To: SDCEA, Ark Valley Voice
CC: Senator Michael Bennet, Senator John Hickenlooper, Representative Doug Lamborn, Colorado PUC
This is a copy of a letter to the Sangre de Cristo Electric Association (SCDEA) Board of Directors that was also sent to appropriate state and federal officials, as well as the Colorado Public Utilities Commission (PUC), regarding our concerns about our local rural electric co-op:
This letter is to protest the rate increases, and other changes, particularly for rooftop solar (net metering) Sangre de Cristo Electric Association (SDCEA) co-op members. The CEO of the SDCEA has been quoted as saying that the SDCEA has the highest electric rates in the state due to the rugged terrain and the number of second homes, among other things. Certainly, there are several other regions of the state which are equally as rugged, and have even more second homes.
Evidently, the SDCEA at one point committed to a solar farm, but now says that because it (the SDCEA) has no “tax appetite”, it is not going to buy a solar farm because they wouldn’t get a tax benefit. (They are nonprofit.) I have read that the new infrastructure plan would make not-for-profit electric co-ops eligible for direct-pay tax credits, both investment and production credits, for clean energy (alternative) generation and storage.
When we bought our house near Salida in 2007 and got our first electric bill from the SDCEA, we were shocked at the high rates. We checked with friends in Salida who were supplied energy by Xcel Energy and discovered that, for a similar sized house with two occupants, their cost was approximately half of ours. Obviously, we have no say over which electric company provides our electrical power, so we decided to try to mitigate our costs and do something to help climate factors by buying a solar electrical system. At the time of installation of our system, our contractor got obvious push-back from the SDCEA, with all sorts of delays. We were also charged about $900 by the SDCEA for a separate net meter. In phone conversations with the SDCEA at the time, it was made clear by them that they wanted to discourage the use of individual solar power since they wanted to sell more units of electricity. This was at a time when they should have been going all out to encourage alternative energy, due to the perilous state of our climate.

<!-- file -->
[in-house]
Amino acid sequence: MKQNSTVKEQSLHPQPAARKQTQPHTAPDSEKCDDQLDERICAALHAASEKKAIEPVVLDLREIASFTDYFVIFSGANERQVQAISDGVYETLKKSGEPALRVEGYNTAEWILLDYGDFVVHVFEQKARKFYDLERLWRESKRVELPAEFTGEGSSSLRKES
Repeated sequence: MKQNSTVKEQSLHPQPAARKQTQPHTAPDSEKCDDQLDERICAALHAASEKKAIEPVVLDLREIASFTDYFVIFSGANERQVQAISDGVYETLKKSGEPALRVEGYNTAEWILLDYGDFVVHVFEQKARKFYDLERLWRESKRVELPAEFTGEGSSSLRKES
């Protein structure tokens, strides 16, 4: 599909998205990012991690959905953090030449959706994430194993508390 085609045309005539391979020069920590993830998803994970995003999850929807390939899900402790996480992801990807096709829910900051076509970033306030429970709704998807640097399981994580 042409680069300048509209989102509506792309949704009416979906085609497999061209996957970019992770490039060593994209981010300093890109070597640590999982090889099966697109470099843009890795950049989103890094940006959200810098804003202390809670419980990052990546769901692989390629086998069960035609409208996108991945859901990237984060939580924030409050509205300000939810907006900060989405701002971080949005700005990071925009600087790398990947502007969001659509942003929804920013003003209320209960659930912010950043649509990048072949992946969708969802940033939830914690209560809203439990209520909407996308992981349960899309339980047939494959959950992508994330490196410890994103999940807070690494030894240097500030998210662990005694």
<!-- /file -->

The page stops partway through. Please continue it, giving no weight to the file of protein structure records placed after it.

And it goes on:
Now we find that the SDCEA is further discriminating against domestic producers of alternative energy by, potentially, doubling our electric bills by treating us as unequal co-op members.
The CEO of SDCEA has also complained about the complicated relationship with Tri-State Power, which evidently relies on coal-fired energy production. Other electric co-ops have dumped Tri-State and have negotiated cheaper wholesale rates with other companies. These co-ops are now pursuing renewable energy, not penalizing members with rooftop solar collectors. It is now known that solar energy produced on an industrial scale is cheaper than coal-fired energy production.
The SDCEA needs to alter its approach and go with the change to alternative energy.
Rebecca and David Berry